March 12, 2007

Dr. Google Creates a Monster

My sister, who knows I try to be realistic and keep hopes at bay, recently asked me how it's possible not to get my hopes up when things seem to be going reasonably well. Well the fact is sometimes I am hopeful, but in a really distant, detached kind of way. Here's the kind of information that helps depress those hopes:

"In conclusion, rescue ICSI, although resulting in fertilization, gives very poor results in terms of pregnancy. Prolonged incubation of oocytes presumably affects the developmental capacity of the embryo. Based on our experience, rescue ICSI of unfertilized oocytes after IVF does not seem to be worthwhile."

You all may remember that we had a lovely number of eggs retrieved (18) and a very good contribution from my husband, but none fertilized overnight. The next day they did recue ICSI resulting in 12 embryos, of which nine were doing well enough over the next few days to recommend a 5dt. But on transfer day, I was bummed that of the five that made it to blasts, none were of suitable quality for freezing. We transferred two in, but they would not have been freezable either so I'm not sure how great they were.

After reading the study above that makes sense. I had also read that many of the problems likely to cause the failure to fertilize are chromosomal, so I was already worried we were dealing with problematic seeds to begin with. And then there was that concern I read about assisted hatching causing conjoined twins and other developmental abnormalities. Oh yeah, and that thing I read about chromosomal abnormalities associated with just regular ICSI (though I know it works for people all the time).

It just seems like a lot of potential problems piling up, and I know the more micromanipulation techniques are employed, the greater the risks are. I feel like we're destined to be creating a chromosomal monster, although in the study referenced at the top, there were no live births from all 120 rescue ICSI cases in the study, so I probably don't need to be too worried about creating a monster that will be around for very long.

I know I need to stay away from Dr. Google, and I know I need to try not to think about it and just wait for beta and see what happens. There is nothing else I can do, nothing else we can control. Anyone who tells me to just think positive and this will all be okay, however, will be shot.

13 comments:

serenity said...

Oh hon. Stay away from Dr. Google! Miracles happen... and right now you are PUPO - pregnant until proven otherwise.

*hugs* I know how hard it is to keep the hope. So I will hold your hope for you, ok?

Sticky Bun said...

Echoing Serenity (above), try to stay away from Google! Believe me, I know it's easier said than done...

Will be thinking good thoughts and hoping for you!

RTTguapa said...

Google is not a doctor, he is a monster.
Rest-up till Beta.
Wishing you the bestest of luck!

AshPash said...

Sarah: Geez, not comforting news, I know. I have read about so many pregnancies resulting from situations that seemed pretty darned hopeless when compared to the odds. This cycle ain't over til it's over...anything can happen!

Adrienne said...

It ain't over till the fat lady sings (or the beta comes back negative, whichever happens first). But I'm not telling you to think positive, because I'll be shot. So just don't think at all right now, okay?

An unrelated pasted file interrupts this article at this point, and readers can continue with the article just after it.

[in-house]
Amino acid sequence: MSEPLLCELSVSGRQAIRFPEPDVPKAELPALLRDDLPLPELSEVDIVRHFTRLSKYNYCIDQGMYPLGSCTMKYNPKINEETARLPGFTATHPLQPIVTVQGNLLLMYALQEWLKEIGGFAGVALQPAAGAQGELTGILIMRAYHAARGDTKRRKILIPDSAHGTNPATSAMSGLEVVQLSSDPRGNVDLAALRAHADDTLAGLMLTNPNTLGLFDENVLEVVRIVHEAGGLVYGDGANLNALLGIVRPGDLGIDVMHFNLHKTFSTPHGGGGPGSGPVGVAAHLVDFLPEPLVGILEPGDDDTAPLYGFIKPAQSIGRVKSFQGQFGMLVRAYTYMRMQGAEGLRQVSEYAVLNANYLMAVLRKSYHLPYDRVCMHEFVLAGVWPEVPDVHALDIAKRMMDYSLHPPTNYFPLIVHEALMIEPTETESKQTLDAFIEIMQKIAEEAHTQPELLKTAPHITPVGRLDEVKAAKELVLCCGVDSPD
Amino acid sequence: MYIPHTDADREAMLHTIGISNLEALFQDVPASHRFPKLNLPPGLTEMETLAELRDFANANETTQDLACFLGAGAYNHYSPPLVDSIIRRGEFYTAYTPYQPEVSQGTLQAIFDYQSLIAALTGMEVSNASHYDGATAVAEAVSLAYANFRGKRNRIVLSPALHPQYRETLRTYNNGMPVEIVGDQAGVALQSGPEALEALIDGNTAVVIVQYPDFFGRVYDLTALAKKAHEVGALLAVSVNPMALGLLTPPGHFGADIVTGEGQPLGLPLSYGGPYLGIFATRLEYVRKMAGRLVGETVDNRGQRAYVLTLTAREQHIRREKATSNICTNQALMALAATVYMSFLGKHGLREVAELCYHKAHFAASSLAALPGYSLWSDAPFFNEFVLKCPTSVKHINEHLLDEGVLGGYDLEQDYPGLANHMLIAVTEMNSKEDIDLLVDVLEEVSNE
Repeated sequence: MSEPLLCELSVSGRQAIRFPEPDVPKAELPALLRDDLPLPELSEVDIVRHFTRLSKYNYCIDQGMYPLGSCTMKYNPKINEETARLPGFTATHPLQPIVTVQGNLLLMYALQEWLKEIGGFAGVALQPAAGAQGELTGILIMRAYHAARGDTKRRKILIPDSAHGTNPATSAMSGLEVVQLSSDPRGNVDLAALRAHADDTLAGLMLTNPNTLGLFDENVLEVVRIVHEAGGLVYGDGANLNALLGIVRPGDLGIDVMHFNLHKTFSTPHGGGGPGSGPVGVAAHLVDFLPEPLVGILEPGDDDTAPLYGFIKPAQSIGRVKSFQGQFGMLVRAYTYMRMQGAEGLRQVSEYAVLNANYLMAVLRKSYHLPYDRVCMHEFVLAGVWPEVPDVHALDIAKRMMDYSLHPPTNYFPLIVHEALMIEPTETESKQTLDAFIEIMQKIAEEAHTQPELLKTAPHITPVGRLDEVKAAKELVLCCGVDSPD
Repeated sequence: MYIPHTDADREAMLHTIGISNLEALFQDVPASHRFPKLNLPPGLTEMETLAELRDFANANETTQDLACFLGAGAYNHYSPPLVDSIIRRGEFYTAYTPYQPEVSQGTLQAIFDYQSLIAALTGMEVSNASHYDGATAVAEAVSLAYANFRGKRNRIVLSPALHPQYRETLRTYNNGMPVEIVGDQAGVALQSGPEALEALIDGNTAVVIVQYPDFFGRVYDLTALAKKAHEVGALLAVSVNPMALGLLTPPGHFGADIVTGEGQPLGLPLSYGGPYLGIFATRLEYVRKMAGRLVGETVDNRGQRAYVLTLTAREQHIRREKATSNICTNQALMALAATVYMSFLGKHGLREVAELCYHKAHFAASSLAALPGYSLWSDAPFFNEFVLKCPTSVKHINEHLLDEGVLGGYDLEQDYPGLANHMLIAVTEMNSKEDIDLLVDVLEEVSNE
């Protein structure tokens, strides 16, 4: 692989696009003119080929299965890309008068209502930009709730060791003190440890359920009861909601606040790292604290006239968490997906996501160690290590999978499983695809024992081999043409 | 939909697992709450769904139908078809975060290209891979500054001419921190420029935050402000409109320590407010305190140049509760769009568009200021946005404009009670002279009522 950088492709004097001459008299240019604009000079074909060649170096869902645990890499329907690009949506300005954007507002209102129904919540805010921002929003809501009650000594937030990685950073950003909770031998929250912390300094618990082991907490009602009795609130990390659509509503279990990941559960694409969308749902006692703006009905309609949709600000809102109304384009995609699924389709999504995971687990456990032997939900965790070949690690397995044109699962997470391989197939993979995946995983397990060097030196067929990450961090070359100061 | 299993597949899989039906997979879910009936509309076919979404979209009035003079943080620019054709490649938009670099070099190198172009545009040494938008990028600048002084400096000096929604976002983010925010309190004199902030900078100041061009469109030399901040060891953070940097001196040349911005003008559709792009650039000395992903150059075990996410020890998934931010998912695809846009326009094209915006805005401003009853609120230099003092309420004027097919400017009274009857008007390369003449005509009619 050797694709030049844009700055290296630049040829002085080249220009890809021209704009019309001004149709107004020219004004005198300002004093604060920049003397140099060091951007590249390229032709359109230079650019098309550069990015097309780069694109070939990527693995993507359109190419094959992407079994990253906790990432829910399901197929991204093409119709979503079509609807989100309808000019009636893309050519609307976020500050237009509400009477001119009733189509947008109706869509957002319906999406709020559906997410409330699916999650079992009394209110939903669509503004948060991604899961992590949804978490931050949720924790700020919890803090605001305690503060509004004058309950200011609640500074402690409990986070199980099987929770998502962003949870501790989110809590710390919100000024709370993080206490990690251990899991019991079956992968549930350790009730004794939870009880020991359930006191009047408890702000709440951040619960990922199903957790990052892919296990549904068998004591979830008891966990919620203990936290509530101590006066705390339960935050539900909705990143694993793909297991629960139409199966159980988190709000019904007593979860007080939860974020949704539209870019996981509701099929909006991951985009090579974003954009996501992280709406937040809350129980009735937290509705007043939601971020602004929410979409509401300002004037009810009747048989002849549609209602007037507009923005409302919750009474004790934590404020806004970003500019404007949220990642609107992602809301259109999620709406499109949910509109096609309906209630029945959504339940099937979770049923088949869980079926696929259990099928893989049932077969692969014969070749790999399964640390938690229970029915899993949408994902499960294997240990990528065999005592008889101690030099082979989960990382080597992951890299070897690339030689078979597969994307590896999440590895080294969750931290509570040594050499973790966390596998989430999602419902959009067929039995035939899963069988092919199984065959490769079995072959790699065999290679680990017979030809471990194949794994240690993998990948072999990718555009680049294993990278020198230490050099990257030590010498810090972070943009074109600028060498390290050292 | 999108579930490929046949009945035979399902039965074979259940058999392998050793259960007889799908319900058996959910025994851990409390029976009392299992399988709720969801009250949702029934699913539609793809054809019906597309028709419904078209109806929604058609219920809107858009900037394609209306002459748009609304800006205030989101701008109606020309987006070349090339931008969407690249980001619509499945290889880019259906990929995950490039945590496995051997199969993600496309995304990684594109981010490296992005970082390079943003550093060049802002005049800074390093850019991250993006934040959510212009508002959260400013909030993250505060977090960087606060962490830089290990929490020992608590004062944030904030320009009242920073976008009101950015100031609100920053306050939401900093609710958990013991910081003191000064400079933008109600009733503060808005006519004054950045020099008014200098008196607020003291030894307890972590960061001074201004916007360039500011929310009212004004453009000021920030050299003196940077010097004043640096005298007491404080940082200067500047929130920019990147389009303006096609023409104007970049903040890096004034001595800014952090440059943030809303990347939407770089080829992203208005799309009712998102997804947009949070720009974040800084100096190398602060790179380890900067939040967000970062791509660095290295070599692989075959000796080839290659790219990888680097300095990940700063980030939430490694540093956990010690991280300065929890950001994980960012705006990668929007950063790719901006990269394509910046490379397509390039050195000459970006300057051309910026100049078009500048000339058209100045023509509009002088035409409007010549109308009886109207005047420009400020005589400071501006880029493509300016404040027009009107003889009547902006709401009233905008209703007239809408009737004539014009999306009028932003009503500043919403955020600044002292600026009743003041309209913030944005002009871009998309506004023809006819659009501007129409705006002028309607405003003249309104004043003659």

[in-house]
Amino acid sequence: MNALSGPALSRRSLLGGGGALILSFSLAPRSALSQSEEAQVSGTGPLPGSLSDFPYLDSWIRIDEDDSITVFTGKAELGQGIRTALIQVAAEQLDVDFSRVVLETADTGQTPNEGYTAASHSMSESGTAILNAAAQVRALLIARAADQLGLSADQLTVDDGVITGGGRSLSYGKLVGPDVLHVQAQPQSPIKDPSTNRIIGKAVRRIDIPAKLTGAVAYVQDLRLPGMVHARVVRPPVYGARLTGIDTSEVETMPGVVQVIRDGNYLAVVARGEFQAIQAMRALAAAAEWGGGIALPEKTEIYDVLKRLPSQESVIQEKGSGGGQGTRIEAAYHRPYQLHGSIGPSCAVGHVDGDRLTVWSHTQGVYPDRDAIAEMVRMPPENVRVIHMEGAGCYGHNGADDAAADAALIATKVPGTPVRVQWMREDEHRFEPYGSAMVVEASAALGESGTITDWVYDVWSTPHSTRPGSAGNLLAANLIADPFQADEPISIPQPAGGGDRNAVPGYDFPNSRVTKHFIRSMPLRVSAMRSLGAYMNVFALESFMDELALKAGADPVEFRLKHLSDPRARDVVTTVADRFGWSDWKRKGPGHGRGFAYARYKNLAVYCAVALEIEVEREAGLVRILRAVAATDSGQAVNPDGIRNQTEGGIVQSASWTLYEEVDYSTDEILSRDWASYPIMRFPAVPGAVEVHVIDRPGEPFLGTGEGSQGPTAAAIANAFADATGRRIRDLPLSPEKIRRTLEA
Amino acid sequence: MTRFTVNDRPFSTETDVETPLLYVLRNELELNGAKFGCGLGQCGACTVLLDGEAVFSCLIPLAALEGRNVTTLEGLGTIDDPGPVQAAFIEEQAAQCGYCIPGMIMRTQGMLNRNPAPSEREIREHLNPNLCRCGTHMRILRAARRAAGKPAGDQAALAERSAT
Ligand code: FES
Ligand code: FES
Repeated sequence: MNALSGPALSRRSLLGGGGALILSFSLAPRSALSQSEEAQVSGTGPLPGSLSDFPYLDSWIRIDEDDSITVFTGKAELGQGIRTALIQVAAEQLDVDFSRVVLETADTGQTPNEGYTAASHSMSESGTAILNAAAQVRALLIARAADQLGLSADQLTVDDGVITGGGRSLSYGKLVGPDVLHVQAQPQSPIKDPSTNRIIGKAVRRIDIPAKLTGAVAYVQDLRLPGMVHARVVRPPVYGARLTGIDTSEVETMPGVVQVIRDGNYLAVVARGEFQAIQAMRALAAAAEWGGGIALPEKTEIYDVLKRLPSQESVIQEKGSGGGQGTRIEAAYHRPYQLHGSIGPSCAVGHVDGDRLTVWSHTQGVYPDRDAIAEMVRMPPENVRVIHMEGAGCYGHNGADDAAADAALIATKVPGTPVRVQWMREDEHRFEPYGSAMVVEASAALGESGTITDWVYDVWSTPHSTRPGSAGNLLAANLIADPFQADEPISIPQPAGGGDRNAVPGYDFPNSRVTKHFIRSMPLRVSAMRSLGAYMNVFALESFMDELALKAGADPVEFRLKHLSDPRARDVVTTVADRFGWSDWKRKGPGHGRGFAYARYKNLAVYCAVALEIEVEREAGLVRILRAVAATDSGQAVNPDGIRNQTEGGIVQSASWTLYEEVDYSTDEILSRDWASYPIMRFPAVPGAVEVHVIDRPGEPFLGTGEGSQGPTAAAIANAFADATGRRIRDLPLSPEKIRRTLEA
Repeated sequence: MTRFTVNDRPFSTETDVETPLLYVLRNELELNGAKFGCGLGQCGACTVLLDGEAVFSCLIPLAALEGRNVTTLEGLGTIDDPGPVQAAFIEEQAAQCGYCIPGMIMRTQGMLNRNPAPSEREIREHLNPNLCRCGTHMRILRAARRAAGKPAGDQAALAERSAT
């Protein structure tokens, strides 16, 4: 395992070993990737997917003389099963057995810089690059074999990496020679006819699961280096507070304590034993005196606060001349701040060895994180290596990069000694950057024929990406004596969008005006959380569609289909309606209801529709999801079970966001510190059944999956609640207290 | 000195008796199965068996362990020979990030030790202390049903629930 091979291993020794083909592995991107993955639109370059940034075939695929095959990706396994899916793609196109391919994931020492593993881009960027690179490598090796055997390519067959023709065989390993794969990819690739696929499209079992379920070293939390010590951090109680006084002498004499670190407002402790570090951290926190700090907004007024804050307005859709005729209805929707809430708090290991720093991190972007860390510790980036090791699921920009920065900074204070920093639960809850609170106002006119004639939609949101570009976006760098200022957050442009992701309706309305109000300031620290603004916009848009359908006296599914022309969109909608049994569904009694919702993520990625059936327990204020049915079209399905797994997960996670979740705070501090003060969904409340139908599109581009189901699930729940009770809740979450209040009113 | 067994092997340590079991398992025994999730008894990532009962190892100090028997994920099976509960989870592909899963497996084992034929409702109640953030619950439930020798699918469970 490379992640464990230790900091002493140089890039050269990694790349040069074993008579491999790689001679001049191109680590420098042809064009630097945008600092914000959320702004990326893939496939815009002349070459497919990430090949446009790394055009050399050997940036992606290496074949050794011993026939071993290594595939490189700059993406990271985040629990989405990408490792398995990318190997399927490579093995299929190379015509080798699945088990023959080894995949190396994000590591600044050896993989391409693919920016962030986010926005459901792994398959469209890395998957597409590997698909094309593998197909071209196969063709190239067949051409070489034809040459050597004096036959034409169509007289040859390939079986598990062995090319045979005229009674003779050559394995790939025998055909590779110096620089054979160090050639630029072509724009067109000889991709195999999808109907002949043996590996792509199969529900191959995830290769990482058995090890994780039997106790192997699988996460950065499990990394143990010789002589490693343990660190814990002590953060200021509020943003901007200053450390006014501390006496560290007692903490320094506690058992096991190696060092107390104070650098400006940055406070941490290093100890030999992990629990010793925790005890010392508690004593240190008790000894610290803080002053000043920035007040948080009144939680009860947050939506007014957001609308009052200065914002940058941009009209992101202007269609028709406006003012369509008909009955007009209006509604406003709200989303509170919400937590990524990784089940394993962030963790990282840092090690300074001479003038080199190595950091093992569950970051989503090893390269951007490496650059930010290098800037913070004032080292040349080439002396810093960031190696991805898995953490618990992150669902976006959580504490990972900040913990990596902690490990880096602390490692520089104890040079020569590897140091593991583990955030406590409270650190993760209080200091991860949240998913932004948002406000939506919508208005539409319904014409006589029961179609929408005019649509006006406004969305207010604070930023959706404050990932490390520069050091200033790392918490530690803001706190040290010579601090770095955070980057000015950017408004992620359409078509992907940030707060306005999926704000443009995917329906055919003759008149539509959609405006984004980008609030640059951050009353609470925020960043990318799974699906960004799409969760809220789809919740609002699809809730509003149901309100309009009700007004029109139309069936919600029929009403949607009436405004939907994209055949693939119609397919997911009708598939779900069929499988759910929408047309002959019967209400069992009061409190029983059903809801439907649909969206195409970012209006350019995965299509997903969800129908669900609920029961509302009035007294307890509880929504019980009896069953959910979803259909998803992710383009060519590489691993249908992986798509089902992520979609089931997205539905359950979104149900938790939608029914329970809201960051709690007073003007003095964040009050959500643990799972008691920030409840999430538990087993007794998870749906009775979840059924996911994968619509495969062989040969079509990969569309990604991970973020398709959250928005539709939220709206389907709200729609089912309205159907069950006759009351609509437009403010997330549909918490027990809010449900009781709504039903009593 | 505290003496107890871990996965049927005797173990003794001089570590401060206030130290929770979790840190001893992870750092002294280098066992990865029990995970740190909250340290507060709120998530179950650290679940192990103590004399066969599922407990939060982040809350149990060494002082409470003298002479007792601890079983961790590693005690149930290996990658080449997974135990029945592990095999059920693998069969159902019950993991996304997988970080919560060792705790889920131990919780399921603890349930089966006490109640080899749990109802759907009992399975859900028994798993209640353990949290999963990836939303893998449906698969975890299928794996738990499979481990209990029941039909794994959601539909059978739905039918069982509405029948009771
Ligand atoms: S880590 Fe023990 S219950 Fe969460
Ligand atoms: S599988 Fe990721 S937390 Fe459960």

Baby Blues said...

Oh just shoot me! LOL. But I know exactly how the scale could easily tip from hope to dread. You're right, there's really nothing else to do but wait. So hang in there!

Sara said...

Dr. Google is a bad bad man. He also sometimes lies.

All that I can say is that I hope that after all this, the news is good. Do I get shot for that?

Marie-Baguette said...

don't trust doctor google. Even my doctor thought that FET embryos don't split, but I ended with quads with only 2 embryos transferred. Also, my embryos were not good according to the embryologist! Somewhat Lower also recently defied all odds by getting pregnant after getting only 2 eggs retrieved and transferred (both not so good). On the other end, I never got pregnant with top quality eggs. So good luck, keeping my fingers crossed for you. And I am sure the doctor knows what he is doing. If you are really worried ask him for his experience with rescue ICSI.

carrie said...

I won't tell YOU to think positively, since clearly Dr. Google has sucked away any hope AND I don't want to get shot, but *I* will think positively for you and will keep holding the hope for you. Stranger things have happened, right?

Valerie said...

I agree with serenity you are PUPO, in fact I like that very much. I will stay away from Dr. Google if you will, maybe we should start a support group or a 12 step program for staying away from Dr. G.

dark ages said...

your instinct to fight back against the agony of waiting by learning all you can is absolutely right on! you're not hatching Easter chicks; it's real life and it's incredible what you're going through. you are strong and brave and my heart goes out to you as you wait it out.

Bumble said...

Sarah... Step away from the Googlemonster... He is eeeeevil. Just wait and see, don't let your mind run riot. For all you know you may be preggo with a couple of perfectly healthy babies too. Just wait and see... Hugs x

Lil Sis Kate said...

Dude, I can tell you from personal experience that doctors don't know everything, and I'm guessing that's ESPECIALLY true for cyberland "doctors."

Here's what Dr. Kate says:

1. Avoid Dr. Google
2. Consume chocolate
3. Engage in retail therapy
4. Consume ice cream
5. Spend extra quality time with your sibling

For optimum results, engage in all of the above 5 steps simultaneously.